There was also good news. 2011 ended with nearly 4 million paid promotional subs, an increase of 0.5 million over year end 2010. And the total number of trials -- paid and unpaid -- also increased significantly to finish the year at 5.4 million, up from 5.1 million at the end of Q3 and 4.3 million at year end 2010. This is the pipeline for new self-pay subs and revenue growth.
In a recent article I noted that Sirius was building up a large cash balance. I wrote that I expected management to face some difficult questions from the analysts about what Sirius intended to do with the cash in light of prior comments by Sirius CEO Mel Karmazin. He had said that he would like to keep net debt to adjusted EBITDA at about 3x, even if it meant taking on additional debt. A couple of comments during the conference call painted a somewhat different outlook.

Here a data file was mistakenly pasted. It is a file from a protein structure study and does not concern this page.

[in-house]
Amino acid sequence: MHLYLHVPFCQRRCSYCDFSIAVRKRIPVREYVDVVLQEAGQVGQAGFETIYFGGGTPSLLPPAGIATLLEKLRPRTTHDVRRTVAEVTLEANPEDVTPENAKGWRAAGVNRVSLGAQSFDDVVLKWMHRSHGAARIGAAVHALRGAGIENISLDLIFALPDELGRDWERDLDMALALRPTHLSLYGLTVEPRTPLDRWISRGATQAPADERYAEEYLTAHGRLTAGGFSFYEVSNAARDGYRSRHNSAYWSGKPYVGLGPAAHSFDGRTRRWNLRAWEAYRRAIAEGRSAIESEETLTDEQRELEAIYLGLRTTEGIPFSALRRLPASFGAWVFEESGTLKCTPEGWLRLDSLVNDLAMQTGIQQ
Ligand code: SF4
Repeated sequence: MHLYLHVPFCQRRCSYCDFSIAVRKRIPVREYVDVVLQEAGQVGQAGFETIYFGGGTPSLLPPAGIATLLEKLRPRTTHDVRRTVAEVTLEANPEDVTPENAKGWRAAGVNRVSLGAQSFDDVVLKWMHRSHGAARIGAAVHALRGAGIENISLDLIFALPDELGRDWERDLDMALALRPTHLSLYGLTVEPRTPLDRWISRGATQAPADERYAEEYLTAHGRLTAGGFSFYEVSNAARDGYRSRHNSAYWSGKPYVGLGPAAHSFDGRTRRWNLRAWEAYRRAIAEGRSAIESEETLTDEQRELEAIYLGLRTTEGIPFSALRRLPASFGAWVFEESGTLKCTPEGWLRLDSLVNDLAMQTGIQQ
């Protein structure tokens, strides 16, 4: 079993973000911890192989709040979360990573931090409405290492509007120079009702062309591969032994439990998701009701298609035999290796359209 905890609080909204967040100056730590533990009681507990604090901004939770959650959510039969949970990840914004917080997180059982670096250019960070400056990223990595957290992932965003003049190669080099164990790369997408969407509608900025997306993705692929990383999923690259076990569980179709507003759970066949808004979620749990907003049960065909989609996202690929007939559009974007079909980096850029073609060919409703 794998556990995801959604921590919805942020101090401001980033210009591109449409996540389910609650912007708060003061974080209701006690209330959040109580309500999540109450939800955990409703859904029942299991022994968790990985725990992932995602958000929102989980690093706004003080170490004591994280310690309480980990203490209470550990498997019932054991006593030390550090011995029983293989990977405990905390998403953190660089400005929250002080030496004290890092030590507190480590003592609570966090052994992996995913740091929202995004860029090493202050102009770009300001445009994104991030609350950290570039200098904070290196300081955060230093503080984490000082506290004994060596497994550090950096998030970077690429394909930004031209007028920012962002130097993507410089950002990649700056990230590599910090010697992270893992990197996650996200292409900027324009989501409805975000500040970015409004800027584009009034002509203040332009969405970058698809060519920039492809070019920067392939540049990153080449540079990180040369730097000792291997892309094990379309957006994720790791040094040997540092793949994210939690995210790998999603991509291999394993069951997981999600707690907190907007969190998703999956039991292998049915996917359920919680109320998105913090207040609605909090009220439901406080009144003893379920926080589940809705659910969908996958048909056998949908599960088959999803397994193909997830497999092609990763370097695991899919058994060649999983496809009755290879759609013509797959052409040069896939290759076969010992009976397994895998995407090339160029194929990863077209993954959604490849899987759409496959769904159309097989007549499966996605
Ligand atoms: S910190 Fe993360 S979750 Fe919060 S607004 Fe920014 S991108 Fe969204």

On the call Karmazin backed away from his net debt to EBITDA objective and even talked about paying down debt:
Our ending cash balance in 2012 should be about $1.5 billion or about $1.2 billion if you assume we call the 9 3/4% notes this September. And our gross leverage will have fallen to under 3.2x.
There is an opportunity for the Board of Directors to consider a return of capital to shareholders beginning later this year. The board has not taken up this topic, so obviously no decision has been made as yet.
The above referenced 9 3/4% notes are Senior Secured Notes due September 1, 2015. Sirius CFO David Frear later discussed the growing cash and gave a bit more detail on the leverage:
As adjusted EBITDA grows and working capital flows improve with the price increase, free cash flow will expand over 70% to $700 million for 2012. Based on this guidance, the company's liquidity profile will improve dramatically. Cash will expand to nearly $1.5 billion and net debt to EBITDA will fall to about 1.8x. During the course of the year, we will begin to evaluate returning capital to shareholders through dividends or stock buybacks. We expect to discuss our plans with you later in the year.